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Posts Tagged ‘Twhirl’

Seesmic vs. TweetDeck – choosing Twitter desktop clients, revisited

October 6, 2009 8 comments

A year ago I wrote a blog post comparing Twhirl to TweetDeck. So far, it was a very successful blog post with lots of visits and direct traffic from search engines. It could be due to the timing, or maybe comparison posts are very search engine friendly, or that it was just useful, helping people to decide which twitter desktop client works for them.

Since a year is a long time on the web I decide to revisit my findings and to check what has changed during this period. Based on this Mashable blog post from early February 2009 TweetDeck is by all mean the winner. A similar post from Techcrunch supports these findings too. The most recent TwitStat report from October 5th, 2009, shows TweetDeck with 12.82% of users and twhirl with 0.07% of the users. The next serious contender (and one of the selected top 5 based on a recent survey done by lifehacker) from Seesmic (twhirl was bought by seesmic in April 2008) is the new Seesmic client with 3.8% market share.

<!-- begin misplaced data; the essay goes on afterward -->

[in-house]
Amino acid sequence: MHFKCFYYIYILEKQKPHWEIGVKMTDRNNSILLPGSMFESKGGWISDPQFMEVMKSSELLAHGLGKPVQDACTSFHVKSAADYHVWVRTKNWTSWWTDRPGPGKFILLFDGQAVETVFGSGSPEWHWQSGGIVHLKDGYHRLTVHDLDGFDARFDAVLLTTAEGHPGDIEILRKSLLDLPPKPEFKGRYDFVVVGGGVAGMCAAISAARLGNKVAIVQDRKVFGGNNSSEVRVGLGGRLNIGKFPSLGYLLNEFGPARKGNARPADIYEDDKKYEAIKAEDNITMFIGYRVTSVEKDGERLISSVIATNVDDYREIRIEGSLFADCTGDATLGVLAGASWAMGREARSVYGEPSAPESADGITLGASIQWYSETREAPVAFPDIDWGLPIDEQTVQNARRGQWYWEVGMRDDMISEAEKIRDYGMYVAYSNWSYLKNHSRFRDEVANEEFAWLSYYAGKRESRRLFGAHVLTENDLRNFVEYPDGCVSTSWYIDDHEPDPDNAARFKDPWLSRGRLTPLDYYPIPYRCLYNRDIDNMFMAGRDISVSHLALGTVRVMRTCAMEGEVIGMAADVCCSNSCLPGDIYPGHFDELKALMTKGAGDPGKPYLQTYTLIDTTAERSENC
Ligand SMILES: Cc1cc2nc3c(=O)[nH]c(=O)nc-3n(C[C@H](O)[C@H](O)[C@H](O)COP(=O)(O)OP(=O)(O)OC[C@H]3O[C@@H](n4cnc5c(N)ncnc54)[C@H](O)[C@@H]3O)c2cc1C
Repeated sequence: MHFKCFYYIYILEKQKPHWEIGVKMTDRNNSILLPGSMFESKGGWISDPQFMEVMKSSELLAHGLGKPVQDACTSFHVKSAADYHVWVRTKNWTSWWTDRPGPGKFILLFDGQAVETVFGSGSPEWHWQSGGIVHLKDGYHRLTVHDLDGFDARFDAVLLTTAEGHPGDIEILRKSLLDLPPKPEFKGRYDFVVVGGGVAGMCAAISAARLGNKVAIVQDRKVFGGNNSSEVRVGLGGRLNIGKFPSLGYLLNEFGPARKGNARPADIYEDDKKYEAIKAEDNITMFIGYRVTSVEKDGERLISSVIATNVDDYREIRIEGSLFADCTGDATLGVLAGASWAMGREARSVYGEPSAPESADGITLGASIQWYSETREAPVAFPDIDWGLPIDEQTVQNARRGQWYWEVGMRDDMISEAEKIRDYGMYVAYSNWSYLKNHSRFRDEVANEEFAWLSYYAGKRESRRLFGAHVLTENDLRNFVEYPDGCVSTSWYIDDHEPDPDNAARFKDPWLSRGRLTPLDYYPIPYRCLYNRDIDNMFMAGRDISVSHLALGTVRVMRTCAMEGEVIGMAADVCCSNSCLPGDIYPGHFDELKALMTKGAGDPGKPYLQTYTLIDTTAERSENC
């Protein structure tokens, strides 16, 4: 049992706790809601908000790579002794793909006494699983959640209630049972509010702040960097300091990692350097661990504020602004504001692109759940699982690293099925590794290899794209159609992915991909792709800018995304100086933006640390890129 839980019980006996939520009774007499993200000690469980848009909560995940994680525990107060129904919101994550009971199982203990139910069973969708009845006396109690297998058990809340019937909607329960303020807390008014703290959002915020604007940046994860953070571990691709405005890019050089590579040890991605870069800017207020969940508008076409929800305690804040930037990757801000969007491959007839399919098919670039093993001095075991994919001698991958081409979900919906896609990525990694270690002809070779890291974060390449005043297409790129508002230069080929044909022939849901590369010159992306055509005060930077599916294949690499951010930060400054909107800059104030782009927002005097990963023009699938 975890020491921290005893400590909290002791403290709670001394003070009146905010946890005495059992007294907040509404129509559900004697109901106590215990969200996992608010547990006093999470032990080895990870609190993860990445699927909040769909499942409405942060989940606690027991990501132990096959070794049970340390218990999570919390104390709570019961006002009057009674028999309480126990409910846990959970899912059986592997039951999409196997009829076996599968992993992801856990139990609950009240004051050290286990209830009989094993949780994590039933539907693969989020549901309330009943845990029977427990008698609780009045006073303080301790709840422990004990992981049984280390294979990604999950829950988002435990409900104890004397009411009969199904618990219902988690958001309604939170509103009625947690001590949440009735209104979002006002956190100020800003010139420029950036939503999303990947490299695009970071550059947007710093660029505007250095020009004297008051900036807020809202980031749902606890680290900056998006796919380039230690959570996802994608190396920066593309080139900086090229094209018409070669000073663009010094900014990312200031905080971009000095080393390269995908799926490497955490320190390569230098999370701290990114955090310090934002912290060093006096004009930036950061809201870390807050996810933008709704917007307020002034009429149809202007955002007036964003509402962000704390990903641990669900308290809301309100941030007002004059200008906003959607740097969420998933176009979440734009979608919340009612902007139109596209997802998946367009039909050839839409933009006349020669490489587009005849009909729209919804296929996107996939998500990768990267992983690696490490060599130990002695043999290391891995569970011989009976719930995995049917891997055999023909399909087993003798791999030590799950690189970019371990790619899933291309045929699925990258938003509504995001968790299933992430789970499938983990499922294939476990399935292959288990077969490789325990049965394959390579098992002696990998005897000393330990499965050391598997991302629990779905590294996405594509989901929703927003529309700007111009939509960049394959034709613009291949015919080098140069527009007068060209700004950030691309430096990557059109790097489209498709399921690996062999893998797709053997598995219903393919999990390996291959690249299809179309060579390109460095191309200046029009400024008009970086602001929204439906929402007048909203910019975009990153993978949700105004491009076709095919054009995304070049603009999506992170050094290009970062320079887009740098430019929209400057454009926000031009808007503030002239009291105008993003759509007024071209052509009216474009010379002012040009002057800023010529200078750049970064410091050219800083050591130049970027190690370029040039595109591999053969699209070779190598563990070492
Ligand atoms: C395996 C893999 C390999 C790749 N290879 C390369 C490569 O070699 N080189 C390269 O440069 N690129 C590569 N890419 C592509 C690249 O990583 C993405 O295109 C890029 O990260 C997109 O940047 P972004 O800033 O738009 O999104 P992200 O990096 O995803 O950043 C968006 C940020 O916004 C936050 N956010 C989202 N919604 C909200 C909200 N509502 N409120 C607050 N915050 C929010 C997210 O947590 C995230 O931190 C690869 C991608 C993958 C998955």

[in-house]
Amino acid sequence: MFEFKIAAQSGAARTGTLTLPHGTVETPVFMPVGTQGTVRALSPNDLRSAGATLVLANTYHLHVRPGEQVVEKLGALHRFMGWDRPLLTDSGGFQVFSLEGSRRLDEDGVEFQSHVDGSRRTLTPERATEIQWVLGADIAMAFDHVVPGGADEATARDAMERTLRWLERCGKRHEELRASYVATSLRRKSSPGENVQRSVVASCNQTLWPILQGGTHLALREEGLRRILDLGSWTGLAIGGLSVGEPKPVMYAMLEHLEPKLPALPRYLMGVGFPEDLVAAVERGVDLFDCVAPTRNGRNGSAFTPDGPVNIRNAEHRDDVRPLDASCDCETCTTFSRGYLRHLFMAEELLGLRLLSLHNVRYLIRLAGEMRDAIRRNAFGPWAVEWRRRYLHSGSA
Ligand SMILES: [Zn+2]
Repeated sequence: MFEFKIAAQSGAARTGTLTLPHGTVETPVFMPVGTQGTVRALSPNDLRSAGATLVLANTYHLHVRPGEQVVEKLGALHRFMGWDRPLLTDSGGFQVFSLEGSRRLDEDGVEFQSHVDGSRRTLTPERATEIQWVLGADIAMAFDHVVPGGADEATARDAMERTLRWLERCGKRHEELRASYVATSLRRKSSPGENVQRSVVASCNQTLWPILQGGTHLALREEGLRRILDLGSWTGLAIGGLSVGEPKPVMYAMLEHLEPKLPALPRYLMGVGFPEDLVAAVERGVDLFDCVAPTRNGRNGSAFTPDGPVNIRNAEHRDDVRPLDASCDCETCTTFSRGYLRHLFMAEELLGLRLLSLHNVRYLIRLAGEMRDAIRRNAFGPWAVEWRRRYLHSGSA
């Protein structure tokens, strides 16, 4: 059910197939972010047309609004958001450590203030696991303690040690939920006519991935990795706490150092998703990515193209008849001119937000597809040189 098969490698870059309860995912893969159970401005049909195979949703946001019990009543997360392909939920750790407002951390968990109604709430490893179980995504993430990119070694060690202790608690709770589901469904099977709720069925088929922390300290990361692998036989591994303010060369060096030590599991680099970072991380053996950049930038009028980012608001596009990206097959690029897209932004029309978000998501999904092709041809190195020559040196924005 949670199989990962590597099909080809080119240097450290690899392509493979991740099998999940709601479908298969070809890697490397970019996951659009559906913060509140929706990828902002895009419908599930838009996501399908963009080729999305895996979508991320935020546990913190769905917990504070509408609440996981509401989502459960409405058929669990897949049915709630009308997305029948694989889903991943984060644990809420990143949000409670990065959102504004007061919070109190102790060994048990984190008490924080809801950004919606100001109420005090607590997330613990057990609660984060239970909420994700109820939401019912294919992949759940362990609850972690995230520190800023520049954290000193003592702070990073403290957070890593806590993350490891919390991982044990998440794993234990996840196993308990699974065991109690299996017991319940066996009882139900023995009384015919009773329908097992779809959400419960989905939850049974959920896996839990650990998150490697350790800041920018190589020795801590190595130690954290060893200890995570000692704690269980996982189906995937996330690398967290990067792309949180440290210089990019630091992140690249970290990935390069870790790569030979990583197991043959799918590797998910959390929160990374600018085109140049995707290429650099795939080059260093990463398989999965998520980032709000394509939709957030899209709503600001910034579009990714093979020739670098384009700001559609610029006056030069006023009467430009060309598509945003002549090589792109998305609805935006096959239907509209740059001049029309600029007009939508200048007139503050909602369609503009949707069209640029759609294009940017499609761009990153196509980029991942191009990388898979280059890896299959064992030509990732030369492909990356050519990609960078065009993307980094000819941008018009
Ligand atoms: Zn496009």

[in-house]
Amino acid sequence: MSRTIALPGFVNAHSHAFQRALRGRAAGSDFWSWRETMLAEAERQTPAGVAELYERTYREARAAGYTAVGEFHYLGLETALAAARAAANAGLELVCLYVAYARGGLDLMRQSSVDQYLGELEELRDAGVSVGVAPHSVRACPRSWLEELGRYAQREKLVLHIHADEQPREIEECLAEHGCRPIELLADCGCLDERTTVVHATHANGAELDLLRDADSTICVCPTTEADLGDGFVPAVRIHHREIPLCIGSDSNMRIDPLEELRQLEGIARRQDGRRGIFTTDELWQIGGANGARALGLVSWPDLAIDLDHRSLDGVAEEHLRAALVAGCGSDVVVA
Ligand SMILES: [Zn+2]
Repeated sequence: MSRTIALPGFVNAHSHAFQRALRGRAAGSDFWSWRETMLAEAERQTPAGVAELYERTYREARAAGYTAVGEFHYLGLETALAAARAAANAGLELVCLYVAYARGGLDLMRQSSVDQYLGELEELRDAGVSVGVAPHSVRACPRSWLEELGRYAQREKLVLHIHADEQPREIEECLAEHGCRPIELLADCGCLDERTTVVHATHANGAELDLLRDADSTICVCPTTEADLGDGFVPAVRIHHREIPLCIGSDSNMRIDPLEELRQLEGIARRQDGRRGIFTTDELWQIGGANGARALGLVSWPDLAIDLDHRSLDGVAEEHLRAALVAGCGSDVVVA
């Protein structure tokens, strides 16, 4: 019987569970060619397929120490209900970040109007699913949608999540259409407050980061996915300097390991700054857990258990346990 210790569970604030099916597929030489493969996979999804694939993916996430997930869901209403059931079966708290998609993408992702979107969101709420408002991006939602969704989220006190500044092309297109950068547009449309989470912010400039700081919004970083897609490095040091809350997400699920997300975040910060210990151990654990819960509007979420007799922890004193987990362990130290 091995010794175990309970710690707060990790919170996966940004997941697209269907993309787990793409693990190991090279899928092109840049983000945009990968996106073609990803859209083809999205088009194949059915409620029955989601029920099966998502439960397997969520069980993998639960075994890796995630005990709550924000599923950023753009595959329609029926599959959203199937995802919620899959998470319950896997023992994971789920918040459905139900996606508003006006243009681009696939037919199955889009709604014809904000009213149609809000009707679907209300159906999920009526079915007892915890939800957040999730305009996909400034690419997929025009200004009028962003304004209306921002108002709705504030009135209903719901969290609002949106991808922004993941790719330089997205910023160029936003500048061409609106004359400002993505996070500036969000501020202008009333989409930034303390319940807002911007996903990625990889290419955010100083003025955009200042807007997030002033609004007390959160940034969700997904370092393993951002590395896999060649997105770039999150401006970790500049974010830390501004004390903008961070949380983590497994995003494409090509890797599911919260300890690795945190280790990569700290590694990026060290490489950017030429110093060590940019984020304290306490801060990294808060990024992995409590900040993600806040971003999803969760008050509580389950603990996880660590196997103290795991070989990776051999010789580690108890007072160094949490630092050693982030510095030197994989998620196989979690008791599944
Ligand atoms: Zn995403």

Up until recently I was one of the 0.07% that were still using Twhirl. I do also use TweetDeck. I used Twhirl at work because of its tiny condensed screen. Twhirl was really good at utilizing window real-estate and it allowed me to use twitter more discreetly in the office. TweetDeck on the other hand let you see more of twitter and other life stream social networks in a single glance when it is maximized. I used it more in the evenings, at home.

I recently replaced twhirl with the new Seesmic client. So now it is time to compare TweetDeck vs. Seesmic Desktop. In this post I will mainly describe the differences, feature-wise, between the TweetDeck and Seesmic applications. I will also cover what has changed since my last examination. You can assume the rest to be the same.